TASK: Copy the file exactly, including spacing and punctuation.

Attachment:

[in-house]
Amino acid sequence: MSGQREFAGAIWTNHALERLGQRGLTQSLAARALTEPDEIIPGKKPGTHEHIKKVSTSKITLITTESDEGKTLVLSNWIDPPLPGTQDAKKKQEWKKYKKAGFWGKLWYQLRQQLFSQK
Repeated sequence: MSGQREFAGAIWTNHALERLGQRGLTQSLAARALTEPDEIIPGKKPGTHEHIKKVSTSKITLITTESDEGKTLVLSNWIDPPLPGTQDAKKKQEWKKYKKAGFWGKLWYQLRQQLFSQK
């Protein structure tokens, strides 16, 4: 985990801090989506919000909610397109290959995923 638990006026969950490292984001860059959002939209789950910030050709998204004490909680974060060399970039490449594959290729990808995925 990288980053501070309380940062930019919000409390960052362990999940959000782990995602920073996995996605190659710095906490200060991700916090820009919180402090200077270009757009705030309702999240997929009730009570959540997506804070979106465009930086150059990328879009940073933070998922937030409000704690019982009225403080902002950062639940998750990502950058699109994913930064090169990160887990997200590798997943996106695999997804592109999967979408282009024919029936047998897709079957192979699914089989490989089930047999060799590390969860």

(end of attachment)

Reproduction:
[in-house]
Amino acid sequence: MSGQREFAGAIWTNHALERLGQRGLTQSLAARALTEPDEIIPGKKPGTHEHIKKVSTSKITLITTESDEGKTLVLSNWIDPPLPGTQDAKKKQEWKKYKKAGFWGKLWYQLRQQLFSQK
Repeated sequence: MSGQREFAGAIWTNHALERLGQRGLTQSLAARALTEPDEIIPGKKPGTHEHIKKVSTSKITLITTESDEGKTLVLSNWIDPPLPGTQDAKKKQEWKKYKKAGFWGKLWYQLRQQLFSQK
């Protein structure tokens, strides 16, 4: 985990801090989506919000909610397109290959995923 638990006026969950490292984001860059959002939209789950910030050709998204004490909680974060060399970039490449594959290729990808995925 990288980053501070309380940062930019919000409390960052362990999940959000782990995602920073996995996605190659710095906490200060991700916090820009919180402090200077270009757009705030309702999240997929009730009570959540997506804070979106465009930086150059990328879009940073933070998922937030409000704690019982009225403080902002950062639940998750990502950058699109994913930064090169990160887990997200590798997943996106695999997804592109999967979408282009024919029936047998897709079957192979699914089989490989089930047999060799590390969860």